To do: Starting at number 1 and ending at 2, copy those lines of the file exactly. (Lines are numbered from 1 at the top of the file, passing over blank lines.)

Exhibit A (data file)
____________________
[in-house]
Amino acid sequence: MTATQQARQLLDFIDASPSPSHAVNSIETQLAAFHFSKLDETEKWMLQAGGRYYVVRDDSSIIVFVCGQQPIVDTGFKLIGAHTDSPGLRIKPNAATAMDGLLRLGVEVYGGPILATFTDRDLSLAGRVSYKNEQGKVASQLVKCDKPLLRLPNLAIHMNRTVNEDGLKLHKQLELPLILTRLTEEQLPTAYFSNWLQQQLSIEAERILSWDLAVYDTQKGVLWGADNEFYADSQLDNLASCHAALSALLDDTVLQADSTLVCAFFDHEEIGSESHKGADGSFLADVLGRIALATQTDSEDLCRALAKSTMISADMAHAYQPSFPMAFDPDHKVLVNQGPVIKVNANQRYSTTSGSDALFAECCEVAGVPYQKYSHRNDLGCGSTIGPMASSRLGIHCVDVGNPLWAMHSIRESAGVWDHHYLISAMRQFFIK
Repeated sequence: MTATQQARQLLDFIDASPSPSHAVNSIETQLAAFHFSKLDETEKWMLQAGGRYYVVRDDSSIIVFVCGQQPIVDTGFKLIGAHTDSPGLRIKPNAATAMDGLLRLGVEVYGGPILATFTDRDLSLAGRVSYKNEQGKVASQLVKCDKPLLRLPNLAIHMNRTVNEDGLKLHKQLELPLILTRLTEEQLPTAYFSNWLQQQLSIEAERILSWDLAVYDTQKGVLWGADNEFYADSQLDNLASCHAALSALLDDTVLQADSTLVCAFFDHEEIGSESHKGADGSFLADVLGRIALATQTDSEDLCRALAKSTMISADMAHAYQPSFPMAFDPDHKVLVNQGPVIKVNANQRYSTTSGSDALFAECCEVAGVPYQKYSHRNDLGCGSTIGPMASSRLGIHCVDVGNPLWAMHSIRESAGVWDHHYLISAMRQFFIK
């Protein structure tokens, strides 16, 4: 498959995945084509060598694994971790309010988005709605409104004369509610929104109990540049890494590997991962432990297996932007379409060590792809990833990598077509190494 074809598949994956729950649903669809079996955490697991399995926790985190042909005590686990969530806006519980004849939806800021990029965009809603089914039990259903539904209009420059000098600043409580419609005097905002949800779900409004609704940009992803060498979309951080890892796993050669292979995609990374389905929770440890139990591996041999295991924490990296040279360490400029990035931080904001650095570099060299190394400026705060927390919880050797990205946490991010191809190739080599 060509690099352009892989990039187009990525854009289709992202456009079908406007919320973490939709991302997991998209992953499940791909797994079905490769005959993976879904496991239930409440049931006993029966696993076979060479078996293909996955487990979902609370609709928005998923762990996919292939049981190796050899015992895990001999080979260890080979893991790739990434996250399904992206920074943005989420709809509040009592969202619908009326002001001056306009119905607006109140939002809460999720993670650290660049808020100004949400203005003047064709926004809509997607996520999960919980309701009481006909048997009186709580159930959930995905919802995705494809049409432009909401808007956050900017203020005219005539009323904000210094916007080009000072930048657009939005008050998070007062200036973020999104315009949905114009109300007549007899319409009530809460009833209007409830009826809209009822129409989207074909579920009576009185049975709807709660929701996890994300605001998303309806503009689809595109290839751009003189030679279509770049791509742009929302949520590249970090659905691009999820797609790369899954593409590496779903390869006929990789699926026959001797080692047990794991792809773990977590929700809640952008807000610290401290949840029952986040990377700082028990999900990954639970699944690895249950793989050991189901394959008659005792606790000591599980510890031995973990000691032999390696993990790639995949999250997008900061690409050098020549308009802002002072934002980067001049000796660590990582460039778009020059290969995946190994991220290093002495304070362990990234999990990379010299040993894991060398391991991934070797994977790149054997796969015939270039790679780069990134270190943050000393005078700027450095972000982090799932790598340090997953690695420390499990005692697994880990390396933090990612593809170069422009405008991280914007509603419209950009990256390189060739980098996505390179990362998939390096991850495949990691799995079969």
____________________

[in-house]
Amino acid sequence: MTATQQARQLLDFIDASPSPSHAVNSIETQLAAFHFSKLDETEKWMLQAGGRYYVVRDDSSIIVFVCGQQPIVDTGFKLIGAHTDSPGLRIKPNAATAMDGLLRLGVEVYGGPILATFTDRDLSLAGRVSYKNEQGKVASQLVKCDKPLLRLPNLAIHMNRTVNEDGLKLHKQLELPLILTRLTEEQLPTAYFSNWLQQQLSIEAERILSWDLAVYDTQKGVLWGADNEFYADSQLDNLASCHAALSALLDDTVLQADSTLVCAFFDHEEIGSESHKGADGSFLADVLGRIALATQTDSEDLCRALAKSTMISADMAHAYQPSFPMAFDPDHKVLVNQGPVIKVNANQRYSTTSGSDALFAECCEVAGVPYQKYSHRNDLGCGSTIGPMASSRLGIHCVDVGNPLWAMHSIRESAGVWDHHYLISAMRQFFIK